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Algae News

The strange case of Antarctica’s snow turning red

A strange phenomenon variously dubbed by scientists as “watermelon,” “raspberry,” and “blood” snow has affected part of Antarctica. Here the normally white landscape has been transformed into a variegated red. How has this happened?

Algae enzyme converts cooking oil into ready-to-use biofuel

A rare algae enzyme has been shown to be able to convert waste cooking oil, via a photo-bio-catalytic continuous flow system, into a ready-to-use biofuel.

Q&A: Monitoring algal health is key to biofuel development Special

New methods are being applied to identify new and improved algae strains for the production of biofuels. An example is with fluorescence-based, high-throughput flow cytometry, which is being pioneered at the Los Alamos National Laboratory.

Essential Science: Big seaweed bloom triggers pollution concern

Scientists have discovered the biggest seaweed bloom in the world. This is a record-breaking belt of brown algae, from West Africa to the Gulf of Mexico. It’s here to stay for the long-term, and this means ecological trouble.

New microorganism helps produce alternative fuels

Researchers have used genetically engineered algae that can grow three times faster than starch crops and used this to produce biofuel and biochemicals.

Interview: Raising awareness about global toxic algae bloom Special

A new docuseries that raises awareness of the global toxic algae bloom issue, which is caused by excess phosphorus in water, has been developed. To learn more Digital Journal spoke with the team behind the series.

Dealing with toxic algal blooms involves reducing bird poop

Algal blooms are a big problem in many parts of the world. Algae can deplete oxygen levels in lakes and produce toxins which threatened aquatic life. One influencing factor on algal levels is bird feces.

Essential Science: Making more efficient biofuels

Are biofuels the answer to the world’s energy needs or do the problems, including diverting food crops for fuel, carry an unnecessary level of social and economic problems? If biofuels are the answer, how can they be made for efficient?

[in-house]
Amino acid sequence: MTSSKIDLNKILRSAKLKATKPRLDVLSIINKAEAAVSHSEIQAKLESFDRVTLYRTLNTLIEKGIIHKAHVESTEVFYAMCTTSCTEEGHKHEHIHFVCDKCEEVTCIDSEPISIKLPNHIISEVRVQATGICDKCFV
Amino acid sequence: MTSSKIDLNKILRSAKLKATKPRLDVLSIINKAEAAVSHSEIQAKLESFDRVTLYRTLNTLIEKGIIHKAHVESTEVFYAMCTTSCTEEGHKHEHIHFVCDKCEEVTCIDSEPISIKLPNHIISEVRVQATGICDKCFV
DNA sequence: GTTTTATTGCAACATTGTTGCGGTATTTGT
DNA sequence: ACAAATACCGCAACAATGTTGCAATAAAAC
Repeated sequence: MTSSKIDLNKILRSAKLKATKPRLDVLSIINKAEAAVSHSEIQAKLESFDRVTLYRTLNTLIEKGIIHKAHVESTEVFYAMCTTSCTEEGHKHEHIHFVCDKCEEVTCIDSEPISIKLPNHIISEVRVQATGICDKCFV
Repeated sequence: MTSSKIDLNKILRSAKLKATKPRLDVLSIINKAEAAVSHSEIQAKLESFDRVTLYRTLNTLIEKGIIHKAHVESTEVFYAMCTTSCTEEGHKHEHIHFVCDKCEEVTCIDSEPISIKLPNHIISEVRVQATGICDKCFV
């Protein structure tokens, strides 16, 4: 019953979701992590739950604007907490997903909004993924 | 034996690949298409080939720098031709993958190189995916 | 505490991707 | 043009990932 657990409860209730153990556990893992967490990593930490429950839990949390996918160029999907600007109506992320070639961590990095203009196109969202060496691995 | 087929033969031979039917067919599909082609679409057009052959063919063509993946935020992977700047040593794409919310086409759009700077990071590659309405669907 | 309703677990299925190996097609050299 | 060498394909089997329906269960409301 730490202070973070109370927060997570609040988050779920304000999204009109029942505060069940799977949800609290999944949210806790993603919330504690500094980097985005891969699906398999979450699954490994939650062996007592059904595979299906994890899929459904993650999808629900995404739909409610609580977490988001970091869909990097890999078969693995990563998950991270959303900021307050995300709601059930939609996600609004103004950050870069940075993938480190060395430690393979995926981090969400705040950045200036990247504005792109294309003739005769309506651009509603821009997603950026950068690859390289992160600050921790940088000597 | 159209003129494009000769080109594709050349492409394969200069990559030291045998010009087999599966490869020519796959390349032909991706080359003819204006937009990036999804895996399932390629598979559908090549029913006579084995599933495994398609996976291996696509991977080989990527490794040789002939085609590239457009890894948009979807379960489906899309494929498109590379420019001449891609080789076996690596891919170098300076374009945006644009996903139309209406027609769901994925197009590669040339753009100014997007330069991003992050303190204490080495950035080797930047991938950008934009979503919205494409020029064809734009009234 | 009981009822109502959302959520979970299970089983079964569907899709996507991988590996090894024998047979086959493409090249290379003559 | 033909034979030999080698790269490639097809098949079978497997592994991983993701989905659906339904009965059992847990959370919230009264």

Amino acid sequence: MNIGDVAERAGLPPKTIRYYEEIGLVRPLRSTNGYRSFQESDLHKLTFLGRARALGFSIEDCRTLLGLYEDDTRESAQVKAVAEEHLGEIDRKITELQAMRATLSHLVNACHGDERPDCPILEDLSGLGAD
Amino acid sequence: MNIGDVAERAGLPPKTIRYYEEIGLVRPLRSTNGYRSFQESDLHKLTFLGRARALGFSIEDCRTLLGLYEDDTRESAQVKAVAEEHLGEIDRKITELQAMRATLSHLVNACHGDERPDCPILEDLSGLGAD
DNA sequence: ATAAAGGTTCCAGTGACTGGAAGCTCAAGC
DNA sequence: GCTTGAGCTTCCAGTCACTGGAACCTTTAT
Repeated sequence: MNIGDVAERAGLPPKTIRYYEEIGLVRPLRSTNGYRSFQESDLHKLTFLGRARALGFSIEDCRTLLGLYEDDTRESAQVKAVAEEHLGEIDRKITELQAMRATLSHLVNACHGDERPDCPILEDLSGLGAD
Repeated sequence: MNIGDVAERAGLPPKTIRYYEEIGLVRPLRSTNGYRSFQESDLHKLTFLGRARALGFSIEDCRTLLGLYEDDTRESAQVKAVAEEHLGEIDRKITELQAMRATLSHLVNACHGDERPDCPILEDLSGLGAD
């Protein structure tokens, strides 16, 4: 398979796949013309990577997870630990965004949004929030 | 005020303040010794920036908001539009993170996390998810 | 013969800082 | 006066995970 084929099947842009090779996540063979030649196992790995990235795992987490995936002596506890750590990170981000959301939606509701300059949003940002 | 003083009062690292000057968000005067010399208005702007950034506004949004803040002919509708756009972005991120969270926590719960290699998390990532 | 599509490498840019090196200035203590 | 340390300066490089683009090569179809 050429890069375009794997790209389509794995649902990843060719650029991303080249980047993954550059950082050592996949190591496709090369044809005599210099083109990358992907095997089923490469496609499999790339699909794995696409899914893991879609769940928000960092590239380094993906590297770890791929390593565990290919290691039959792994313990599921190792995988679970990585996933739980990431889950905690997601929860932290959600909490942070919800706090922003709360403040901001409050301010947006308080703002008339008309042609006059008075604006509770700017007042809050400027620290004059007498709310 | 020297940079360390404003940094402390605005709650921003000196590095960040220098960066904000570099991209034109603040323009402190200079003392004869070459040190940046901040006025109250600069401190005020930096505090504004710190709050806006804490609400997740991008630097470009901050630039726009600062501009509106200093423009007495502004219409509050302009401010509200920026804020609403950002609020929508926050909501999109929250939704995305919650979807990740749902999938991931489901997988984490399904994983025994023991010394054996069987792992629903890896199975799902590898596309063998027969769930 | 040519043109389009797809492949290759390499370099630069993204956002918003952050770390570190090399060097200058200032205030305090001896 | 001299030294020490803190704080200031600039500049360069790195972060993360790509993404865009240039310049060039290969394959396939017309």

Assessing the ‘health’ of rivers using DNA analysis

How healthy is a river? One answer is to assess the biodiversity of the waterway. This involves assessing the biodiversity. Current methods involve multiple testing, assessing microscopic marine life. A new method has been proposed based on DNA.

Snow algae accelerate glacier melting

Leeds - A new environmental study indicates that red pigmented snow algae are strongly implicated with the melting Arctic glaciers. Data suggests a 13 percent reduction of the albedo during one year was caused by snow algal blooms.

Northern California crabbing industry gets OK to resume harvest

San Francisco - Northern California's crabbing fleet could return to Pacific Ocean waters as early as next week after state regulators approved the catch as safe to eat, three months after the traditional start of the annual season.

New type of bacteria-powered energy source

As part of the hunt for new types of energy, especially those that are renewable, microbiologists have been examining the properties of marine bacteria. One species, called Cyanothece 51142, is of particular interest.

Five fascinating facts you might not know about sea otters

Sea otters tickle our imaginations. Their charming antics make them the clowns of the sea, and for those of us fortunate enough to live alongside them, they are enchanting. The sight of mother otters cuddling young ones make them even more endearing.

Ciguatera fish poisoning in Florida under reported

As if people don't have enough food borne illnesses to worry about, now we find there is another illness. It's called Ciguatera toxin poisoning. It is estimated that the number of cases of this food borne illness has been greatly under-reported

Algae from waterways could serve as a biofuel

Detroit - Water-borne algal blooms from farm fertilizer runoff cause environmental pollution and potential health concerns. Scientists have a new solution: collecting up the algae to make biofuels.

Potential antimalarial drug made from algae

Scientists have used algae to produce a malaria parasite protein. When the algae-produced protein is paired with an immune-boosting cocktail, studies showed generated antibodies in mice were able to eliminate a mosquito infection.

Do something really dumb today? Blame it on the 'stupidity virus'

When the media got hold of the story about a virus found in the throats of as much as 45 percent of the population, that was news. Learning the virus affects human behavior and cognitive thinking, they immediately called it the "stupidity virus."